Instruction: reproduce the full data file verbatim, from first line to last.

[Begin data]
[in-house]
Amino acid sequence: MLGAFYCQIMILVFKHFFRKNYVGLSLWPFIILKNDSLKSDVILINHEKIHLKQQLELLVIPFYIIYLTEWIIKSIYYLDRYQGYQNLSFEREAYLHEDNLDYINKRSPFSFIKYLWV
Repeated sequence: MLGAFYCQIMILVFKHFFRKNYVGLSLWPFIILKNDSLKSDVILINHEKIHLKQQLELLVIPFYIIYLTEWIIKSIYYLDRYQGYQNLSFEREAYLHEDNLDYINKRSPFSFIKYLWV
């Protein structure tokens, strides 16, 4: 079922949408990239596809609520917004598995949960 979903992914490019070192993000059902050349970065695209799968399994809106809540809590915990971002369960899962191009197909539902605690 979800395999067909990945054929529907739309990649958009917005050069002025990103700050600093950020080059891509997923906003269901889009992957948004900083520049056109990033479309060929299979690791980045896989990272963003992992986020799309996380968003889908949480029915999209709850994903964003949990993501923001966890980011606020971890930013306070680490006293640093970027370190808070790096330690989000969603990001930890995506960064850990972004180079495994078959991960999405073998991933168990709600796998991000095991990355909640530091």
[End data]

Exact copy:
[in-house]
Amino acid sequence: MLGAFYCQIMILVFKHFFRKNYVGLSLWPFIILKNDSLKSDVILINHEKIHLKQQLELLVIPFYIIYLTEWIIKSIYYLDRYQGYQNLSFEREAYLHEDNLDYINKRSPFSFIKYLWV
Repeated sequence: MLGAFYCQIMILVFKHFFRKNYVGLSLWPFIILKNDSLKSDVILINHEKIHLKQQLELLVIPFYIIYLTEWIIKSIYYLDRYQGYQNLSFEREAYLHEDNLDYINKRSPFSFIKYLWV
């Protein structure tokens, strides 16, 4: 079922949408990239596809609520917004598995949960 979903992914490019070192993000059902050349970065695209799968399994809106809540809590915990971002369960899962191009197909539902605690 979800395999067909990945054929529907739309990649958009917005050069002025990103700050600093950020080059891509997923906003269901889009992957948004900083520049056109990033479309060929299979690791980045896989990272963003992992986020799309996380968003889908949480029915999209709850994903964003949990993501923001966890980011606020971890930013306070680490006293640093970027370190808070790096330690989000969603990001930890995506960064850990972004180079495994078959991960999405073998991933168990709600796998991000095991990355909640530091």